Chisel - The chisel grind is ground on only one side of the blade. It’s easy to produce and easy to sharpen. It is often ground at around 30 degrees which contributes to a thin and sharp edge.
Sabre - The sabre grind has flat edge bevels that typically begin about the middle part of the blade and runs flatly to the edge. The edge is often left thick and thickens quickly past the edge. This is a great grind for chopping and other hard uses.
Scandinavian Single - Bevel the Scandinavian single-bevel grind looks similar to a sabre grind. The difference between the two grinds is that the Scandinavian single-bevel grind has no secondary edge bevels. This grind has an extremely thin and incredibly sharp edge.
Sunday, August 21, 2005
Written by Byron Rogers
By definition, steel is a combination of iron and no more than 2% carbon.
Which Steels For Which Knives?
Heat treatment is as crucial a part as the grade of steel.
Basically, knife steels are high carbon stainless or non-stainless high carbon.
High carbon stainless is rust resistant though harder to sharpen.
Non-stainless high carbon rusts easier but is easier to sharpen.
With proper heat treatment, 440 should hold an edge slightly better and sharpen a bit easier than the lower 400 series stainless.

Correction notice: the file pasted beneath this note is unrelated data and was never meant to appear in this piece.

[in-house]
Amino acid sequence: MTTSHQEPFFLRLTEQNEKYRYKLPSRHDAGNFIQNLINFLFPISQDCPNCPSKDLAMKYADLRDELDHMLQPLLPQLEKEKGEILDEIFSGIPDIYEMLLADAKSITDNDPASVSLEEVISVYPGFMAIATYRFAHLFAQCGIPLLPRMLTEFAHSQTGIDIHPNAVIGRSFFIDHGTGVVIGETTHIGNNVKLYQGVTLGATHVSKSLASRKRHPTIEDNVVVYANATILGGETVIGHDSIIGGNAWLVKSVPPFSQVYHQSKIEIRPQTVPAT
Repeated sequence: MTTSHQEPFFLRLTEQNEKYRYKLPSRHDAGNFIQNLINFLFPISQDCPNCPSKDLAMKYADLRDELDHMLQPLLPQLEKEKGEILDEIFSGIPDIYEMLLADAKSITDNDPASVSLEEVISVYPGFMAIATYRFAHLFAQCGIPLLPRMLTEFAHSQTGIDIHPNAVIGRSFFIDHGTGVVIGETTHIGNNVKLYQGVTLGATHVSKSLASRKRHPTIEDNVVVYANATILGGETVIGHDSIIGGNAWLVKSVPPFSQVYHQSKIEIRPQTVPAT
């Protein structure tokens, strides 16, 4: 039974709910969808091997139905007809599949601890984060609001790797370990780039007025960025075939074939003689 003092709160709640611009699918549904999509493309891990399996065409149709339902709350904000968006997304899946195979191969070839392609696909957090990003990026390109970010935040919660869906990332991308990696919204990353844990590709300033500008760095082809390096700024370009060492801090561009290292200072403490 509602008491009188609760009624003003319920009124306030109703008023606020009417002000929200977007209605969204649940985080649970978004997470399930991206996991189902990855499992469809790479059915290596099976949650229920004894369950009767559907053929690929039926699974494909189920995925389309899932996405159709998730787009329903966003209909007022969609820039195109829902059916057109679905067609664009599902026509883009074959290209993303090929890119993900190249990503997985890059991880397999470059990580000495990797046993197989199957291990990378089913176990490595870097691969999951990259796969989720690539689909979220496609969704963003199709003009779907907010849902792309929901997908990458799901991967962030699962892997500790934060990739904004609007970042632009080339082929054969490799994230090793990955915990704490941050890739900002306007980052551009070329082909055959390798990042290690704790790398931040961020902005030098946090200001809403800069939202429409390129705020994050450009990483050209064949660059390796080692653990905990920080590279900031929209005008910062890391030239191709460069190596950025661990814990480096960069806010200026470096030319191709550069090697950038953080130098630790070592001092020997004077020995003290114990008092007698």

The lower 400 series stainless are gaining in popularity among the factories because they cause less wear on tooling.
ATS-34 and CPM 440V cost more than the other stainless steels, and the CPM 440V costs the most.
Blades of most stainless steels used in knives are not rustproof but are rust or stain resistance. So therefore stainless steel blades should still be kept clean and wiped dry after use, especially many of the new high carbon stainless steels like ATS-34, and CMP-T440V. But they do not need as much care as carbon steel knives.
Attributes and Best Applications of Stainless Steels In Knife Manufacturing*
Superior edge-holding & stronger than 440
Pocket knives - hunting knives
Strongest but doesn't cut that well
Rough use knives - throwers
3rd best of 440 types in edge holding
General purpose knives
2nd best of 440 types in edge holding
General purpose knives
Best of 440 types in edge holding
Most all knife types